Page 30: of Maritime Reporter Magazine (January 2014)
Ship Repair & Conversion Edition
30 Maritime Reporter & Engineering News • JANUARY 2014 (Cr edit: Gr eg T rauthwein) “It (the production fl ow at Austal) is an evolution of what we envisioned from the start. Everyone knows there is an different expense to do things on land versus in the water. There are certain things that become very expensive to do in the water, but there are certain things that you have to do in the water, such as starting the engines. When you get right down to it this is an assembly line.”
It was only three years ago when ground was broken for Phase 2 of the
MMF, the second line of the MMF which doubled existing manufacturing fl oor space to 700,000 sq. ft and add 30,000 sq. ft. of offi ce space. As completed, the facility is able to build six large alumi- num vessels such as the Navy’s LCS and/or JHSV per year.
Assembly Bay 5, from which the future
USS Jackson (LCS 6) recently emerged, features 59,000 sq. ft. of fl oor space, 425 ft. long by 135 ft. wide and is similar to that of the existing Assembly Bays 3 and 4, with the ability to join with the future expansion of Assembly Bay 6. “I’m so proud of our team, especial- ly when you consider how fast we’ve grown over the past few years while still being able to successfully support this very important program with these cut- ting edge, high quality, highly capable yet cost-effective warships,” said Craig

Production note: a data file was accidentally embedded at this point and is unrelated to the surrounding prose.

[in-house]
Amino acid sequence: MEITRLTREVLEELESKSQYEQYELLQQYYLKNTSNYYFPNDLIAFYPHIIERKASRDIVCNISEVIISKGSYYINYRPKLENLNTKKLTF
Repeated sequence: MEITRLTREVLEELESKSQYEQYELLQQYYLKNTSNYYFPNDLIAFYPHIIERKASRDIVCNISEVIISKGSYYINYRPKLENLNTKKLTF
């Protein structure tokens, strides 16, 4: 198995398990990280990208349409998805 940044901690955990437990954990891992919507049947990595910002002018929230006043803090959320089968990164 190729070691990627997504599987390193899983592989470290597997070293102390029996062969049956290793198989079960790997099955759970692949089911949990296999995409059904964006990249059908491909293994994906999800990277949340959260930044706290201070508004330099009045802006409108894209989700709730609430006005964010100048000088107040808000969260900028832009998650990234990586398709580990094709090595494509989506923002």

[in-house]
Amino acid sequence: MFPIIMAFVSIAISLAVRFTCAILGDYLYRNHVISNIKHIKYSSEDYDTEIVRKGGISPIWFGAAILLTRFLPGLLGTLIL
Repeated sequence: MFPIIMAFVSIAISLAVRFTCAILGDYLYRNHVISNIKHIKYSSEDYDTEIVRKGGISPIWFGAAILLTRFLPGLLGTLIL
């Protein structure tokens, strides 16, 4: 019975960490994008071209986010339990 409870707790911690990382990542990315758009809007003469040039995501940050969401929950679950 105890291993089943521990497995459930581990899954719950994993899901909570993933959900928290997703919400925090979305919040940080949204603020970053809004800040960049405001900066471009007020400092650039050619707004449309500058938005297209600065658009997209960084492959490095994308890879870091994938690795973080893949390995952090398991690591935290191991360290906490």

Perciavalle, Austal USA President, on the launch of LCS 6.
Austal’s growth is not captured solely in buildings and machines. The shipyard has become a prime employer and tech- nical talent developer in the region, add- ing 3,000 employees since November 2009.
MMC: Investment in Minds and Matter While Maritime Reporter was not able to tour the physical facilities at Marinette
Marine during the recent christening and launch of LCS 5, Francesco Valente,
President and CEO of Fincantieri Ma- rine Group, was available for comments on the sidelines of the event that day.
Marinette Marine Corporation is a long-tenured member of the U.S. ship- building fraternity, founded in 1942 along the Menominee River in Mari- nette, Wisconsin to meet America’s growing demand for naval construction.
From its fi rst contract – a deal to build fi ve wooden barges – MMC has evolved steadily, having designed and built more than 1,500 vessels. Ongoing capital ex-
U.S. NAVY - LITTORAL COMBAT SHIPS
On an exceptionally cold day in Mari- nette in mid-December ship sponsor
Sylvia M. Panetta cracks the traditional champagne across the bow of Milwau- kee (LCS 5). (Cr edit: PRNews Foto/Lockheed Mar tin)
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